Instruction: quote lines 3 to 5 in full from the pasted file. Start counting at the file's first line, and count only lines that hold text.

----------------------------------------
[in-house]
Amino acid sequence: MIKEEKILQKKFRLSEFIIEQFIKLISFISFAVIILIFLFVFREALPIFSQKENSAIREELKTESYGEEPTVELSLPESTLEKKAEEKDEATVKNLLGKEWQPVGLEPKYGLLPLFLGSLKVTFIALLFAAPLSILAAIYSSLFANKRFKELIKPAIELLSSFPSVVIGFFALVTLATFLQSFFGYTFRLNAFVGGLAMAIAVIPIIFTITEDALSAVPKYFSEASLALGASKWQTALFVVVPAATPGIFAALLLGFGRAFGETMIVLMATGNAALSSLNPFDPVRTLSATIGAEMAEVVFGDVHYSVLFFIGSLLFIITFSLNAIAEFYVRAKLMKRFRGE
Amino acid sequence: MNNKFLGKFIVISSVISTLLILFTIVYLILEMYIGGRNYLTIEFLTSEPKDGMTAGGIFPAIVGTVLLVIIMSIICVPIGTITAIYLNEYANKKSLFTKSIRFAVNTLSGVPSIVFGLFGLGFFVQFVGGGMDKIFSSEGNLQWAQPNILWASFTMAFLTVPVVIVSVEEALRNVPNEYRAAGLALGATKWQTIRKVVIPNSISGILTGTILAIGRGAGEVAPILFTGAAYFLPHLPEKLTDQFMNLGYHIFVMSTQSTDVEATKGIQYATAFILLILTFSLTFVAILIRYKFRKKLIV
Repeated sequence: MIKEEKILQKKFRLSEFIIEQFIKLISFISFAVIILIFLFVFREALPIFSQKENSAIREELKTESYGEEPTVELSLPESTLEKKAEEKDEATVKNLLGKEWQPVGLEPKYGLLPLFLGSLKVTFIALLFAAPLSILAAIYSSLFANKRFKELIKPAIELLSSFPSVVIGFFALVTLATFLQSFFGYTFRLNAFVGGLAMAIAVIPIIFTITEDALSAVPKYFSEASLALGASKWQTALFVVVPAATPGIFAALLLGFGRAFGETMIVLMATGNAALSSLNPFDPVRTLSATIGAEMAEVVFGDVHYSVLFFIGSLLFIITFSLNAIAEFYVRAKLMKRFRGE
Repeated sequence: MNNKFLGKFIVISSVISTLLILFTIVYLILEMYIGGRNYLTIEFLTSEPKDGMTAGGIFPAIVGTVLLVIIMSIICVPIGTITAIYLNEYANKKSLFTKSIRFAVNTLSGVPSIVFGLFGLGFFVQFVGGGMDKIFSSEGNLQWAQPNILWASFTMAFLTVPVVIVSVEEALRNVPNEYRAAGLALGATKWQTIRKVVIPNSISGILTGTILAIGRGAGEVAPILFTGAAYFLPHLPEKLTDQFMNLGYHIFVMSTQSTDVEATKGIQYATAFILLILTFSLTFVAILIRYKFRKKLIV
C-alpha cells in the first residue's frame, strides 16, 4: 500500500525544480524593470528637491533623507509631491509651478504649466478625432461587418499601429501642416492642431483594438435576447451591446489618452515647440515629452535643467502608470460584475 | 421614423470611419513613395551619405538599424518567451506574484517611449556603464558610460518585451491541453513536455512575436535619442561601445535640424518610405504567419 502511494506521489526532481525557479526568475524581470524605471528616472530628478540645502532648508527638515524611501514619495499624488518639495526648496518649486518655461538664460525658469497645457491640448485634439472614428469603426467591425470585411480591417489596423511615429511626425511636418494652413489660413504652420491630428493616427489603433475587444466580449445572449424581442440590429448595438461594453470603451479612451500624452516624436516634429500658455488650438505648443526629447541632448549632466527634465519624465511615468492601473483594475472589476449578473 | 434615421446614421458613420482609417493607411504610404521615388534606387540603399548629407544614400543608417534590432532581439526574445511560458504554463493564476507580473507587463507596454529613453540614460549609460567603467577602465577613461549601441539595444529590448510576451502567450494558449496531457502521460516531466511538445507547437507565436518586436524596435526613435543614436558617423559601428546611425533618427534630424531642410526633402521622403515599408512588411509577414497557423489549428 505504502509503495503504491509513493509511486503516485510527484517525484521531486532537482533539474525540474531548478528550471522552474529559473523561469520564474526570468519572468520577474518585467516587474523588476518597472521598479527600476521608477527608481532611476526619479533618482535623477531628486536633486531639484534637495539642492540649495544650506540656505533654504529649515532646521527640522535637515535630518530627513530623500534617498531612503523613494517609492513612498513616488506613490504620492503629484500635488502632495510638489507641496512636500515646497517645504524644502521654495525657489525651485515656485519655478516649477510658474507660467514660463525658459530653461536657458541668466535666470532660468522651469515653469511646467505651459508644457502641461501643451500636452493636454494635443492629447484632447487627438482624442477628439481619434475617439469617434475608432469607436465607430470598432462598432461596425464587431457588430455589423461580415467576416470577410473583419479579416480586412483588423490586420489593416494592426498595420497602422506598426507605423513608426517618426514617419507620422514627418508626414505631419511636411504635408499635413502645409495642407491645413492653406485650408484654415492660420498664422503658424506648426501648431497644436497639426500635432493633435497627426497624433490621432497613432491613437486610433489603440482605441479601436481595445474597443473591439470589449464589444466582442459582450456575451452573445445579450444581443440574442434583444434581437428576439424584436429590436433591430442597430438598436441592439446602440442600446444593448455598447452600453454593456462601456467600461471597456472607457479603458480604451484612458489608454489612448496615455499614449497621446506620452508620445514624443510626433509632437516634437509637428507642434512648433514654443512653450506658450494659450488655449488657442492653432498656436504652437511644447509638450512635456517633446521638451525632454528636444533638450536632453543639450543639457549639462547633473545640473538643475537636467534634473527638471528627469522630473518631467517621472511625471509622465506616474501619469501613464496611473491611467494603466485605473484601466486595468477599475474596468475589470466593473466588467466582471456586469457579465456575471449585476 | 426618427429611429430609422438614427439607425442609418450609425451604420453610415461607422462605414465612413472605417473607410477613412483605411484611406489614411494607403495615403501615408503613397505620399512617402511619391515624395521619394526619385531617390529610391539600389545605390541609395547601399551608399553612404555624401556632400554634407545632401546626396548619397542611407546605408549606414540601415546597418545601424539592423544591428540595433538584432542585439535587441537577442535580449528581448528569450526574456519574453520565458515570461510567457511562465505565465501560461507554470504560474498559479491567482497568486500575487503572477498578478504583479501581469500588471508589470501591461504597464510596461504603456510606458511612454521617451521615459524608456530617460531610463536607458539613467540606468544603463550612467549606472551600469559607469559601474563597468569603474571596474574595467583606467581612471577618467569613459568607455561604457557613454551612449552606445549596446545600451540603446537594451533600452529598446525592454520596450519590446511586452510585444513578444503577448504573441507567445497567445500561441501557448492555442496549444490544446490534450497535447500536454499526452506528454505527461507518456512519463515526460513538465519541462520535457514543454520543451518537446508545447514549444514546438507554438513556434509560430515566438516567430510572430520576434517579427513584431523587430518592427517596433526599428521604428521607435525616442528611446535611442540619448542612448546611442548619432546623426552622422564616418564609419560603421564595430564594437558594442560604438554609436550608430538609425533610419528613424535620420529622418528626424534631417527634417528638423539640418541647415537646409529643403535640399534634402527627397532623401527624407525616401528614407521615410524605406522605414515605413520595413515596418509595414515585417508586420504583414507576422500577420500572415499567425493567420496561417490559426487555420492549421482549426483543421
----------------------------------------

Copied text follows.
Amino acid sequence: MNNKFLGKFIVISSVISTLLILFTIVYLILEMYIGGRNYLTIEFLTSEPKDGMTAGGIFPAIVGTVLLVIIMSIICVPIGTITAIYLNEYANKKSLFTKSIRFAVNTLSGVPSIVFGLFGLGFFVQFVGGGMDKIFSSEGNLQWAQPNILWASFTMAFLTVPVVIVSVEEALRNVPNEYRAAGLALGATKWQTIRKVVIPNSISGILTGTILAIGRGAGEVAPILFTGAAYFLPHLPEKLTDQFMNLGYHIFVMSTQSTDVEATKGIQYATAFILLILTFSLTFVAILIRYKFRKKLIV
Repeated sequence: MIKEEKILQKKFRLSEFIIEQFIKLISFISFAVIILIFLFVFREALPIFSQKENSAIREELKTESYGEEPTVELSLPESTLEKKAEEKDEATVKNLLGKEWQPVGLEPKYGLLPLFLGSLKVTFIALLFAAPLSILAAIYSSLFANKRFKELIKPAIELLSSFPSVVIGFFALVTLATFLQSFFGYTFRLNAFVGGLAMAIAVIPIIFTITEDALSAVPKYFSEASLALGASKWQTALFVVVPAATPGIFAALLLGFGRAFGETMIVLMATGNAALSSLNPFDPVRTLSATIGAEMAEVVFGDVHYSVLFFIGSLLFIITFSLNAIAEFYVRAKLMKRFRGE
Repeated sequence: MNNKFLGKFIVISSVISTLLILFTIVYLILEMYIGGRNYLTIEFLTSEPKDGMTAGGIFPAIVGTVLLVIIMSIICVPIGTITAIYLNEYANKKSLFTKSIRFAVNTLSGVPSIVFGLFGLGFFVQFVGGGMDKIFSSEGNLQWAQPNILWASFTMAFLTVPVVIVSVEEALRNVPNEYRAAGLALGATKWQTIRKVVIPNSISGILTGTILAIGRGAGEVAPILFTGAAYFLPHLPEKLTDQFMNLGYHIFVMSTQSTDVEATKGIQYATAFILLILTFSLTFVAILIRYKFRKKLIV